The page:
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									NATO mulls paying for Afghan forces after 2014

Brussels: NATO's top official said on Friday that the alliance expects
regional powers to contribute to a multibillion dollar fund to finance
the Afghan army and police after they assume full responsibility for the
war in 2014.

Since Afghanistan, one of the world's poorest nations cannot foot the
estimated $ 6 billion annual bill, NATO nations will have to pay the bulk
of it.

But austerity measures and budgetary cuts caused by the financial crisis
in the United States and Europe are making it difficult to raise the
money within the alliance.
Anders Fogh Rasmussen said he was appealing to the entire international
community to help finance the force.

Asked whether he was specifically referring to China, India and Russia,
he replied, "It's a call on the whole of the international community to
contribute to financing the Afghan security forces because I think it is
also in the interest of countries in the region to see a stable and
secure Afghanistan."

"So my call on the international community also includes countries in the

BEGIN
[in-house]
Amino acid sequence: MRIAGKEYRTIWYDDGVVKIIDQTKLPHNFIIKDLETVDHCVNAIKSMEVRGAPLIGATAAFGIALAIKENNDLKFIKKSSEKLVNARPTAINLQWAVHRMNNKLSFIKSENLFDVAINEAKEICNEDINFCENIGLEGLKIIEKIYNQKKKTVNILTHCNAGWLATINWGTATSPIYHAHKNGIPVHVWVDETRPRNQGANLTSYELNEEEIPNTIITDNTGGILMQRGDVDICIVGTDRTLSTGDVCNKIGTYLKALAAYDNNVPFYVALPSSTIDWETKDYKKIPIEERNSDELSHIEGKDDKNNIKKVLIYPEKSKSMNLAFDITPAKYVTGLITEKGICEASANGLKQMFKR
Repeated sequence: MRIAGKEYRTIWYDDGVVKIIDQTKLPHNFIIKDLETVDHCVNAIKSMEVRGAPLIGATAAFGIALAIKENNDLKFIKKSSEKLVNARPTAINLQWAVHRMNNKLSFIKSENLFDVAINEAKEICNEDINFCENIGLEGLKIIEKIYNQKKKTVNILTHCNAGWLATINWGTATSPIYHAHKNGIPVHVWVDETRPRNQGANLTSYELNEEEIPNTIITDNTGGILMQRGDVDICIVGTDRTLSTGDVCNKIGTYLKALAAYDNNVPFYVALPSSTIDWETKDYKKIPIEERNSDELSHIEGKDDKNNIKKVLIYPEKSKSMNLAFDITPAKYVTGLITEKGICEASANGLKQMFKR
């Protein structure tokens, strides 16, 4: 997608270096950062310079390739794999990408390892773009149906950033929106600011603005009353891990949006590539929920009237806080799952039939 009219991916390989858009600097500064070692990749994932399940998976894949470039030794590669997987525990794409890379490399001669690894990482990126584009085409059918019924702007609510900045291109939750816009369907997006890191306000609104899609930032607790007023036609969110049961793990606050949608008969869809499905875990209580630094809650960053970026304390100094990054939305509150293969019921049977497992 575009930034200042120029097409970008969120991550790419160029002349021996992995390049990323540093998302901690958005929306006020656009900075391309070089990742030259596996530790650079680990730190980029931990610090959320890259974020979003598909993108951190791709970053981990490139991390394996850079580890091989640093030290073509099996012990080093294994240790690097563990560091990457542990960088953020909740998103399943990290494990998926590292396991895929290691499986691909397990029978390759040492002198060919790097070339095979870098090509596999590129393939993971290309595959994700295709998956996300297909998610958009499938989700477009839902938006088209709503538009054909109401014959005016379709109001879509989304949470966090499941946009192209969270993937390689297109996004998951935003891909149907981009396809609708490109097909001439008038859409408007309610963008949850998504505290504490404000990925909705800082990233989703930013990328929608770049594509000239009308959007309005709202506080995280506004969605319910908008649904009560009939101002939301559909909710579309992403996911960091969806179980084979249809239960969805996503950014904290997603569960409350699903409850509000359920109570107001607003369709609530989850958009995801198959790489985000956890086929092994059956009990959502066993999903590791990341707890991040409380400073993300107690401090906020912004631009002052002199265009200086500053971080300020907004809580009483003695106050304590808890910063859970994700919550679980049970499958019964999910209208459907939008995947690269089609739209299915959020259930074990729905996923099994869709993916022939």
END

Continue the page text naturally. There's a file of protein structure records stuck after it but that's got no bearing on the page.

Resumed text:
region," he said.

Fogh Rasmussen said defence ministers had also discussed the "sustainable
size" of the future Afghan army and police, but that a final decision
will be left to the NATO summit in Chicago next May.

The two-day meeting in Brussels of ministers from NATO's 28 nations and
22 other countries taking part in the war in Afghanistan is meant to pave
the way for the Chicago summit.

The Afghan army and police are scheduled to grow to more than 350,000
members by 2014. But some have projected that the force can be safely
reduced in order to reduce its costs.

"A reasonable number would be 230,000," French Defence Minister Gerard
Longuet said after the meeting. The Taliban insurgents are estimated to
have about 20,000 armed men.

A related unresolved question that also will be taken up in Chicago is
the number of US and other foreign troops that might remain behind and
what missions they would be assigned.

The debate on the costs of the Afghan security forces came after NATO
allies agreed broadly on Thursday to step back from the lead combat role
in Afghanistan and let local forces take their place as early as next
year, a shortened timetable that startled officials and members of the US
Congress.

Longuet said Paris would start drawing down its 3,600-strong contingent
in March, and expects the withdrawal to be completed by mid-2013.

								
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